Is genetically modified rice linked to a sudden rise in the leukemia incidence rate among students at Huazhong Agricultural University (HUA) in central China, in one of the country’s three top rice-producing regions?
“When we entered the University, the school required all students to promote genetic modification (GM), upon entering the University, our teacher told us that the rice used by our canteen is GM rice from the university’s experimental base,” students stated(Chen I-wan, 2014). The leukemia incidence rate of the students at the Huazhong University is now estimated to be about three times the normal incidence rate.
Last year, a Brazilian study, “Hematotoxicity of Bacillus thuringiensis as spore-crystal strains Cry1Aa, Cry1Ab, Cry1Ac, or Cry2Aa in Swiss albino mice” (Mezzomo, 2013), published in the Journal of Hematology & Thromboembolic Diseases, showed that Bt toxins are toxic to the blood of mice and cause red blood cells to rupture, as well as a significant reduction in bone marrow cell proliferation. Some think there may be a connection.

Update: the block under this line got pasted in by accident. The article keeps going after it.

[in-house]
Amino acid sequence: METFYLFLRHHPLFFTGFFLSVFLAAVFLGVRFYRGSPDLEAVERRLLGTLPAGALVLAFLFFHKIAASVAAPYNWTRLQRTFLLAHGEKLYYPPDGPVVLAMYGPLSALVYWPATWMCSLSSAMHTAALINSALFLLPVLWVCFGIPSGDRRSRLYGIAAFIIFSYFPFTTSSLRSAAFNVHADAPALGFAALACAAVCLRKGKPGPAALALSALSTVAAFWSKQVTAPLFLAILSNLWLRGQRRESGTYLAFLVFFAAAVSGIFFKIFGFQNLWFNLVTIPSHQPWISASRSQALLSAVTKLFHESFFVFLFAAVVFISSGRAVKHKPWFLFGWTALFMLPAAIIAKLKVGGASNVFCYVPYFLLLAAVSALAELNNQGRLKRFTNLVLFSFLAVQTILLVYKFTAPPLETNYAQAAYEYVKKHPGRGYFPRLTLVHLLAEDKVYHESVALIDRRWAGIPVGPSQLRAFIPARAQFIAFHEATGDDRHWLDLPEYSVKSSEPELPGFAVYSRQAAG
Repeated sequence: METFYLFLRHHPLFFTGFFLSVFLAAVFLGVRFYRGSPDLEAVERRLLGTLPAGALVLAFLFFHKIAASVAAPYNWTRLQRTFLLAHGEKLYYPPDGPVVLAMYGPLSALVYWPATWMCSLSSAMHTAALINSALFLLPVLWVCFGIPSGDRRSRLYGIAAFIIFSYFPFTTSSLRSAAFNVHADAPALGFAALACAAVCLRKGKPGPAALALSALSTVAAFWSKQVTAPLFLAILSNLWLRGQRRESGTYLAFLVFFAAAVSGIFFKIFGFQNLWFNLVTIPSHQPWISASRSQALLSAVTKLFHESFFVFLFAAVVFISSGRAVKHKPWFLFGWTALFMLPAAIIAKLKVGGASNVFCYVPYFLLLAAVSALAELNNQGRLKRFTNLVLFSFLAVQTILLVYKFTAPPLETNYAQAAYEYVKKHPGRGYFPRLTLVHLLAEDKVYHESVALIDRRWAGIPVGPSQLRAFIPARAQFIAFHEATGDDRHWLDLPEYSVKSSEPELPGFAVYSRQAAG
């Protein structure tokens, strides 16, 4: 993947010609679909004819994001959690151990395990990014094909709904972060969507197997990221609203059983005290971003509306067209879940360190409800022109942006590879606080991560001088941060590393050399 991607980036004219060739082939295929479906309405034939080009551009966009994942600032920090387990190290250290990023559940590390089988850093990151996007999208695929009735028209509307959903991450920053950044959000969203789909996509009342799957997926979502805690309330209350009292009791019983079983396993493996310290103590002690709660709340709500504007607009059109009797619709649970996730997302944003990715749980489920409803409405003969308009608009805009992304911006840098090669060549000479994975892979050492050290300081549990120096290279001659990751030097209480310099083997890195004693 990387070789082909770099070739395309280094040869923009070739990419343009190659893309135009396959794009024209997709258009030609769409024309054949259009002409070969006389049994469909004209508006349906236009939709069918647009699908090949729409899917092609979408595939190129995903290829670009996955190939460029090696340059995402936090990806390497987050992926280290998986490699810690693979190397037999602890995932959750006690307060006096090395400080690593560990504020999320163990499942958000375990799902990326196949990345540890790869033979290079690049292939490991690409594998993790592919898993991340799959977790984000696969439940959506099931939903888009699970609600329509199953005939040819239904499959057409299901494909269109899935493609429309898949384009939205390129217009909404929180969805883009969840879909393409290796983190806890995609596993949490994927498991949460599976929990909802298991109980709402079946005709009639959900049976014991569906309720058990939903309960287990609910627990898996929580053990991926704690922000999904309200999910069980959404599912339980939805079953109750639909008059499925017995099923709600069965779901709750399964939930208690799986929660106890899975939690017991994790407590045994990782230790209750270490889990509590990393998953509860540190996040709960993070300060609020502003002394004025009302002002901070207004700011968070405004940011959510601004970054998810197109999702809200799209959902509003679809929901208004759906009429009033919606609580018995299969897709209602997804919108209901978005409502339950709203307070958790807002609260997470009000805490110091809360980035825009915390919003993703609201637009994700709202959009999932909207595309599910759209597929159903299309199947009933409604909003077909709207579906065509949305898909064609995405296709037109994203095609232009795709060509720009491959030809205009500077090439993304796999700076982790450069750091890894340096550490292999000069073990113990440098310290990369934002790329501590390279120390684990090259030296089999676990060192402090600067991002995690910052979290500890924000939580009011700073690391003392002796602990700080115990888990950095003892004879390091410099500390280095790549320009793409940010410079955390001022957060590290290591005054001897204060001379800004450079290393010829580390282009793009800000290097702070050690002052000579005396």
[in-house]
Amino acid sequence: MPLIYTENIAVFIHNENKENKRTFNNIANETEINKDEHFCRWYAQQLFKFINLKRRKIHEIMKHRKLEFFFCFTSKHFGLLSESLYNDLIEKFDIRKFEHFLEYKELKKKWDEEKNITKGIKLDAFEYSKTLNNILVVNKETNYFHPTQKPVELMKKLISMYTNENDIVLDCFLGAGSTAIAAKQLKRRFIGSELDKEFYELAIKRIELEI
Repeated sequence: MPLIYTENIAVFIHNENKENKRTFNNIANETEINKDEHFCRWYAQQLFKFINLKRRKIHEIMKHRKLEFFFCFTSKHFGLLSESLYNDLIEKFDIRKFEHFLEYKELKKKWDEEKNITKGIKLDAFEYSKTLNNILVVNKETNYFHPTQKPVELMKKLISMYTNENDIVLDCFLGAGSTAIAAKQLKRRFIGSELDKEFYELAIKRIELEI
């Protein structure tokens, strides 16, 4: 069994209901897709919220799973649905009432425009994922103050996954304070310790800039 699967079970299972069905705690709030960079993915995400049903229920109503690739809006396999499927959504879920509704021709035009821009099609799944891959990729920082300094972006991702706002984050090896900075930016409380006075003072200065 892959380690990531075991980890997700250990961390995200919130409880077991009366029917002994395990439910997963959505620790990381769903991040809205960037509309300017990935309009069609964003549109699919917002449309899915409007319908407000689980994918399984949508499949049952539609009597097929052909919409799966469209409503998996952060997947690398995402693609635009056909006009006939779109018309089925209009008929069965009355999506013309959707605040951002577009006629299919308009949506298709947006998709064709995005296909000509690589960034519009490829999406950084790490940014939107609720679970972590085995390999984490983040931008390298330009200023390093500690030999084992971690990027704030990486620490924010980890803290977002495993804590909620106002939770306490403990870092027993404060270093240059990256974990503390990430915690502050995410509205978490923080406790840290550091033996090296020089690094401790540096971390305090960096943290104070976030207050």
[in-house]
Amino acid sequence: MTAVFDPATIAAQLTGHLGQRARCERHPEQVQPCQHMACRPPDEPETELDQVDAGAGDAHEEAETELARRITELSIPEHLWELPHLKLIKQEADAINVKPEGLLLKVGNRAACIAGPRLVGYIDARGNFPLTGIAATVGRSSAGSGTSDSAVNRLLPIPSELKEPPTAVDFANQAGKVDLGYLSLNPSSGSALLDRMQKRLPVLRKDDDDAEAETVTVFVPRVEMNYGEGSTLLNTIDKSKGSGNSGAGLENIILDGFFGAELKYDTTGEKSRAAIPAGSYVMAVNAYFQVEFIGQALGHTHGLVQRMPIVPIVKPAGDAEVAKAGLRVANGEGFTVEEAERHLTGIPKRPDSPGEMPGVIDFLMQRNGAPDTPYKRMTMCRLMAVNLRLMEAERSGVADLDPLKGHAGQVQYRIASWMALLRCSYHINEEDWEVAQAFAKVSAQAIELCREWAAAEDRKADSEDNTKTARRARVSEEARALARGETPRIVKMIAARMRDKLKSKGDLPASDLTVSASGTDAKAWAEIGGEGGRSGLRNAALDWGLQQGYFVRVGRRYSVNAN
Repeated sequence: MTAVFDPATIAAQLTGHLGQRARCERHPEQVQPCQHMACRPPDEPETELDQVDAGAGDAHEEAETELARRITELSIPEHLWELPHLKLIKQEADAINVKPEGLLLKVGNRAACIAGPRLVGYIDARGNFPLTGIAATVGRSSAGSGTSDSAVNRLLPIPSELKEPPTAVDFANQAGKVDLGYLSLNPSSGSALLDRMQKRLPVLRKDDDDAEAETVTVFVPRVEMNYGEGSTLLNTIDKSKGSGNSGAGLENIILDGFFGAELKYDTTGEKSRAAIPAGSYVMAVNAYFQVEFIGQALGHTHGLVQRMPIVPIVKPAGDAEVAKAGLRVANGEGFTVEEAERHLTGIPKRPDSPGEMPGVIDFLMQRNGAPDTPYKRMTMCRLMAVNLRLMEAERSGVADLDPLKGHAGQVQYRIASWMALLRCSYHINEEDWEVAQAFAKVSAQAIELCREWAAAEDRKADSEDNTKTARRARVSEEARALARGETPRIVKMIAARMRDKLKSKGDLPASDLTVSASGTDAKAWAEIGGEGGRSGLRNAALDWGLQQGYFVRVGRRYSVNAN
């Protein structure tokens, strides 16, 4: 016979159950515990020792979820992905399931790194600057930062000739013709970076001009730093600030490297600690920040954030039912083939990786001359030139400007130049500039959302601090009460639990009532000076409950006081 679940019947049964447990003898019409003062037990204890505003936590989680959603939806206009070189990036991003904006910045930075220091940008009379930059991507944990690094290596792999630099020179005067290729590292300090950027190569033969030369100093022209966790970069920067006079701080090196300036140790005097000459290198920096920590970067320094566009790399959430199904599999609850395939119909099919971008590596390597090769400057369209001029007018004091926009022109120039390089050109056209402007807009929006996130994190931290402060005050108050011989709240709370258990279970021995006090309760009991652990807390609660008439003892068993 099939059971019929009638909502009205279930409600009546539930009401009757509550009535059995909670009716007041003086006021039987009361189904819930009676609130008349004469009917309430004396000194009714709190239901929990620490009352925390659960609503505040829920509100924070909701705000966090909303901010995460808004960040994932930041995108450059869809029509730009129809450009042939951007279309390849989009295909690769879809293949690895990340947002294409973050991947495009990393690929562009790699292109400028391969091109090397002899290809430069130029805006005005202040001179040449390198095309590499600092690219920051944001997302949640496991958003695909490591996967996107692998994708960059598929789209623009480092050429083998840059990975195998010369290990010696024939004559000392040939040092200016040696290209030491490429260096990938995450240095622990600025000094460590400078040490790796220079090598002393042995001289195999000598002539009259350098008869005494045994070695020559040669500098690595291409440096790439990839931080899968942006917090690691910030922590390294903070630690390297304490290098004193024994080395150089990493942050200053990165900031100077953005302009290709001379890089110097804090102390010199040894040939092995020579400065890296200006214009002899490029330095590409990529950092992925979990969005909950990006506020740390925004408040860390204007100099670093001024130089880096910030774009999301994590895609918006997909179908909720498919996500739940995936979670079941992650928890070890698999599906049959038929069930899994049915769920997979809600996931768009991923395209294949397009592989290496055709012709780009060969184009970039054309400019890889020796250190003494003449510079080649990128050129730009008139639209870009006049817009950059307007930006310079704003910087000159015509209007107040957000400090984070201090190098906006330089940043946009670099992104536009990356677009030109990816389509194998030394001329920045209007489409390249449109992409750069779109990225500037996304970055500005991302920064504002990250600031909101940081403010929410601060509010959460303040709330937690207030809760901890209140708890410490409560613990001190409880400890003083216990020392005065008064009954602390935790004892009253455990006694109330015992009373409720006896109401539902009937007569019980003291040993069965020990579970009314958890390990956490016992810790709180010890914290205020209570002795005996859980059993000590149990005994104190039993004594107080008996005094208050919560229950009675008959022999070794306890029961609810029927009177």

While it is not clear that health problems among the HUA students or others who may have been eating the insect resistant genetically modified rice (IRGM) were actually a consideration, China’s Ministry of Agriculture has decided not to renew biosafety certificates that allowed research groups to grow genetically modified rice and corn. The certificates expired August 17th. Wang Jing, a Greenpeace official based in Beijing, wrote in an email to ScienceInsider, “We believe that loopholes in assessing and monitoring [GM] research, as well as the public concern around safety issues are the most important reasons that the certifications have not been renewed” (Normile, 2014).
About IRT. The Institute for Responsible Technology (IRT) is a non-profit organization that researches and reports news and information about the health risks of genetically engineered food. GMOs (genetically modified organisms) are present in processed foods and many food products.